"We had very good, very substantive talks," U.S. Assistant Secretary of State Chris Hill told reporters. "One thing that we agreed on is that (North Korea) will provide a full declaration of all of their nuclear programs and will disable their nuclear programs by the end of this year, 2007."
North Korea's top nuclear envoy said separately his delegation was pleased with the outcome of the talks, held to hasten the end of Pyongyang's nuclear programme, a target agreed to in principle in 2005 in exchange for diplomatic and economic benefits.
"We agreed about many things," Kim Kye-gwan, speaking in Korean, told reporters. "We made it clear, we showed clear willingness to declare and dismantle all nuclear facilities."
Hill said the details of the "very important" agreement would be worked out later this month when six-way negotiations -- which also involve South Korea, China, Russia and Japan -- reconvene with a plenary session hosted by China.
The fact that this will be brought before the six party talks is also very relevant because, as we have seen previously, one on one talks provides North Korea with a "way out" of their agreements, but if this agreement holds and is agreed with six party talks, it is much more difficult for them to go back on their word.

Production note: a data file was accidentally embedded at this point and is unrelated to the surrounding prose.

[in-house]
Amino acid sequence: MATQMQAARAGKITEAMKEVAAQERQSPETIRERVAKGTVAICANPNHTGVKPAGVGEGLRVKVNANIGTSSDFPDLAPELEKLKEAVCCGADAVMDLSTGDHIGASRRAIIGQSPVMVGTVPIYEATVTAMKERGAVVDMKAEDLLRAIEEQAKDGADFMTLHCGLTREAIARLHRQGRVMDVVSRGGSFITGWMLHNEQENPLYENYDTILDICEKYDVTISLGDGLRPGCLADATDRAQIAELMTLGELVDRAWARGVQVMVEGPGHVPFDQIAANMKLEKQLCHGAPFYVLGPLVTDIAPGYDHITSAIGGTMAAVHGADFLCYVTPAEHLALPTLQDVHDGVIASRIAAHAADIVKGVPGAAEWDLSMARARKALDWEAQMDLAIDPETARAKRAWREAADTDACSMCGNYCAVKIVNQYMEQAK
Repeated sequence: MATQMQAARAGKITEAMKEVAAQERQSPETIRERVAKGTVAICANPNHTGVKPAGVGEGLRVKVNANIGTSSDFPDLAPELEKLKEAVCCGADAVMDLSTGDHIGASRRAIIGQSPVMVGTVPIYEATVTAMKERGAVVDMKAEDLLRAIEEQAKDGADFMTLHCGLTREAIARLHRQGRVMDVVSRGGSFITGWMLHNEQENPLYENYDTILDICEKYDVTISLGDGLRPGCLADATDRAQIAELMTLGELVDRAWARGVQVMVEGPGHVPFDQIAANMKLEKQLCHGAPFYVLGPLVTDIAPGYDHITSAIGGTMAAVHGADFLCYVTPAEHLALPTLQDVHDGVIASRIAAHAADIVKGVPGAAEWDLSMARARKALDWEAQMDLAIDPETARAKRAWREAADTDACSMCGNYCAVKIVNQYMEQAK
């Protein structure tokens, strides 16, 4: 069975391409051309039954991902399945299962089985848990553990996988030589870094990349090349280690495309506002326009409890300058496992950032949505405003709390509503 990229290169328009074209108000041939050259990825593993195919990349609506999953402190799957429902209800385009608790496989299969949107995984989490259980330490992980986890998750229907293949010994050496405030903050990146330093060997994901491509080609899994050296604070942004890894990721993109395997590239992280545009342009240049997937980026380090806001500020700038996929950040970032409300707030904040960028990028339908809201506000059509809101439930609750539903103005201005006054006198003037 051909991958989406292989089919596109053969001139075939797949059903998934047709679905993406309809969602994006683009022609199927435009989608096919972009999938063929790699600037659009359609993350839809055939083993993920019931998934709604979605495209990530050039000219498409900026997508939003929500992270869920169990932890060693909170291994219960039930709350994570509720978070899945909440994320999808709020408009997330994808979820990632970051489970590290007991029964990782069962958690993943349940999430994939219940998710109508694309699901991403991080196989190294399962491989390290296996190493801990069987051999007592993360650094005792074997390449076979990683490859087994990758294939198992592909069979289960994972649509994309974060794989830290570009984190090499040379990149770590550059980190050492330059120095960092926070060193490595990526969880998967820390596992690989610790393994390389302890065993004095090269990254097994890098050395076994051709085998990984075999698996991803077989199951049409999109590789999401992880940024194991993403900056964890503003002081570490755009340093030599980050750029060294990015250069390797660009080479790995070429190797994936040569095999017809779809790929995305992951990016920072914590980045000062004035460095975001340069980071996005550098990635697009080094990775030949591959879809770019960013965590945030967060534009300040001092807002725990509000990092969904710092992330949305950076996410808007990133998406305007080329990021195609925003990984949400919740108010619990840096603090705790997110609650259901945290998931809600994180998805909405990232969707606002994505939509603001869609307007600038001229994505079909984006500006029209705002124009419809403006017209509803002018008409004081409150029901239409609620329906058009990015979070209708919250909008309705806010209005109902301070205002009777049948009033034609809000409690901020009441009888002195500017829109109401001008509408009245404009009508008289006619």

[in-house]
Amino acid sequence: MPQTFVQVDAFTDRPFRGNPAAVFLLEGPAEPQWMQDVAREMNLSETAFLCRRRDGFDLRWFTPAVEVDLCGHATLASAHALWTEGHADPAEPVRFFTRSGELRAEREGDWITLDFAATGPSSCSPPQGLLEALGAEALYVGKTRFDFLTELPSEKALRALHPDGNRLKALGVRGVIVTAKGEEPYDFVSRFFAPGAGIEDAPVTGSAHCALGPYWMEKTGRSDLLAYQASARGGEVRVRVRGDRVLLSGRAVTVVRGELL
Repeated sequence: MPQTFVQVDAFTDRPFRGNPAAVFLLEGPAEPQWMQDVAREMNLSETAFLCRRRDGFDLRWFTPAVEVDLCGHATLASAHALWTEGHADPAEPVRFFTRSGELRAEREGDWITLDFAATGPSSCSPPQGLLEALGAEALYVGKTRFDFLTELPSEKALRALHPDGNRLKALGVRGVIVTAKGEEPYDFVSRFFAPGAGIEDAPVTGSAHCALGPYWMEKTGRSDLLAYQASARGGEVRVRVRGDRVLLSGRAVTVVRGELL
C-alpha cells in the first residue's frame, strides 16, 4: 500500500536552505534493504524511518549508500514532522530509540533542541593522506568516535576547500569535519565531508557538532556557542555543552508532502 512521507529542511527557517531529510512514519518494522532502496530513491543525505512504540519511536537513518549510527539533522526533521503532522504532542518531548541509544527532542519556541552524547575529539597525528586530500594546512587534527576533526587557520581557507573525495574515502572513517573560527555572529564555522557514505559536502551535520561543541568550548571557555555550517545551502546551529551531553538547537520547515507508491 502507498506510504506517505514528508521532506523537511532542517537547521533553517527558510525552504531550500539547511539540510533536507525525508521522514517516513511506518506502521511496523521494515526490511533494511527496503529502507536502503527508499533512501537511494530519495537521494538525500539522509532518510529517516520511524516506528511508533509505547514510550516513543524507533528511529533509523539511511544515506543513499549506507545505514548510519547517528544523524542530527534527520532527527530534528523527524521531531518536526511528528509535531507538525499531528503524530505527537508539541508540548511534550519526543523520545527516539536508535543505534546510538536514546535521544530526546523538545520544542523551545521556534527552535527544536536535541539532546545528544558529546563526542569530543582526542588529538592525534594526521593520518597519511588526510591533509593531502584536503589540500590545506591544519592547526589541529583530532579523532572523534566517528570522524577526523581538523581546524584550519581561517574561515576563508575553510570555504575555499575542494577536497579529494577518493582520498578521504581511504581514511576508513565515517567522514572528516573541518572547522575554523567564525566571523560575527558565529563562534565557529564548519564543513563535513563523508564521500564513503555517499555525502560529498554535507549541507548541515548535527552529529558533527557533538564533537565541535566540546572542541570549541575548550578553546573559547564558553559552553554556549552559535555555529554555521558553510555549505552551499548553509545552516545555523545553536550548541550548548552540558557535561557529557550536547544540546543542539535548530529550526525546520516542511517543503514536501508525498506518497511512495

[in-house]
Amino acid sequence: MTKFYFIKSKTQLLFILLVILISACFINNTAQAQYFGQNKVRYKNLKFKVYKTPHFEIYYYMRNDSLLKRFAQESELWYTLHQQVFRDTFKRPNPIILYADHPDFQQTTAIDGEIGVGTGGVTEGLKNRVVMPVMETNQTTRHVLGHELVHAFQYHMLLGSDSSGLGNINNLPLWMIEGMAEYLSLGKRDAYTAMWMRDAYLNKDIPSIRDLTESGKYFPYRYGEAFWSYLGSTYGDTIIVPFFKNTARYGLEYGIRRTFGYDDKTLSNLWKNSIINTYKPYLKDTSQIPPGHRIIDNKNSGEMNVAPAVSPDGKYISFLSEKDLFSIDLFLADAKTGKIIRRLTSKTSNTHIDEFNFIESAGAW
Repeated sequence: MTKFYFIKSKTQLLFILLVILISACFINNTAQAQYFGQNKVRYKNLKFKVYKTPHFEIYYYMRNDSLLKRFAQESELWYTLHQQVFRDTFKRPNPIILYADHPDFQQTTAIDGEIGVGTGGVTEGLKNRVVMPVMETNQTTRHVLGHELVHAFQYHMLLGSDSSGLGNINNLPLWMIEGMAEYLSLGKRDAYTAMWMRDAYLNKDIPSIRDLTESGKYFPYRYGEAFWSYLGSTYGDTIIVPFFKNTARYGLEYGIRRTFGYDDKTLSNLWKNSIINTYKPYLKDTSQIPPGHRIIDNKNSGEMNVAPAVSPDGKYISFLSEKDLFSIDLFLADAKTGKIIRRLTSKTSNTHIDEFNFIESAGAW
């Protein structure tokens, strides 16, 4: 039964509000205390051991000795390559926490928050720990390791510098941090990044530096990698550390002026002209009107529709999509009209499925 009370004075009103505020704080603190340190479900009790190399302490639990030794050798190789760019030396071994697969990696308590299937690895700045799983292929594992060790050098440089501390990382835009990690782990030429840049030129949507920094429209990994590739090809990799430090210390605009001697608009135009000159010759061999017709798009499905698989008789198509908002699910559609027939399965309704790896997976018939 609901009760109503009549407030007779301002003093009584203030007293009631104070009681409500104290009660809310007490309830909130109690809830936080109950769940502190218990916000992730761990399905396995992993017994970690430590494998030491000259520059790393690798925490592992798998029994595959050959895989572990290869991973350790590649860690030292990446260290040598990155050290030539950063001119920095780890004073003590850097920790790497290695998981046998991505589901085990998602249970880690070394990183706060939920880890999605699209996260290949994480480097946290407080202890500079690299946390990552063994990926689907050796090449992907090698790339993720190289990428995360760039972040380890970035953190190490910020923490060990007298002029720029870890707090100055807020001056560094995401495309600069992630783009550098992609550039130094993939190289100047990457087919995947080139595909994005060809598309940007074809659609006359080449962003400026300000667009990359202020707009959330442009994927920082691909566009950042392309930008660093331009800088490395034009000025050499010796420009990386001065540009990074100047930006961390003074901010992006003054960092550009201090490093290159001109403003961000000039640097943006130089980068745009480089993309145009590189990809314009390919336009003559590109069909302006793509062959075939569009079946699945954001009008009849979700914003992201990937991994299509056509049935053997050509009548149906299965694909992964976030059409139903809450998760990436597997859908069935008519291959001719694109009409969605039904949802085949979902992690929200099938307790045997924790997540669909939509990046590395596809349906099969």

We must not make the mistake that was made earlier when an agreement was made, via Jimmy Carter, for the Clinton administration that was wholly unverifiable, verification must be a given for this to work without backfiring.
This will also take North Korea off of the list of Terrorism States and help the Korean people who have suffered long and hard with monies to help them.
The day before the two-day talks began, Washington announced it would offer a significant food aid package to help Pyongyang recover from August floods that killed at least 600 people, made 170,000 homeless and destroyed many croplands.
Progress in the international diplomatic drive to make the Korean peninsula nuclear-free has been slow since 2005.
Following the Geneva meetings, North Korean and Japanese negotiators will meet in Ulaanbaatar, Mongolia, for another bilateral session of talks. A six-party plenary meeting is then expected to be held in mid-September, likely in Beijing.
Hill said the Geneva talks should help the disarmament drive.
"I think we have an expectation that because of this bilateral meeting that we can look forward to a better chance of success at the next six-party plenary," he said. "We need to pick up the pace and get through this phase in 2007."
Excellent news indeed.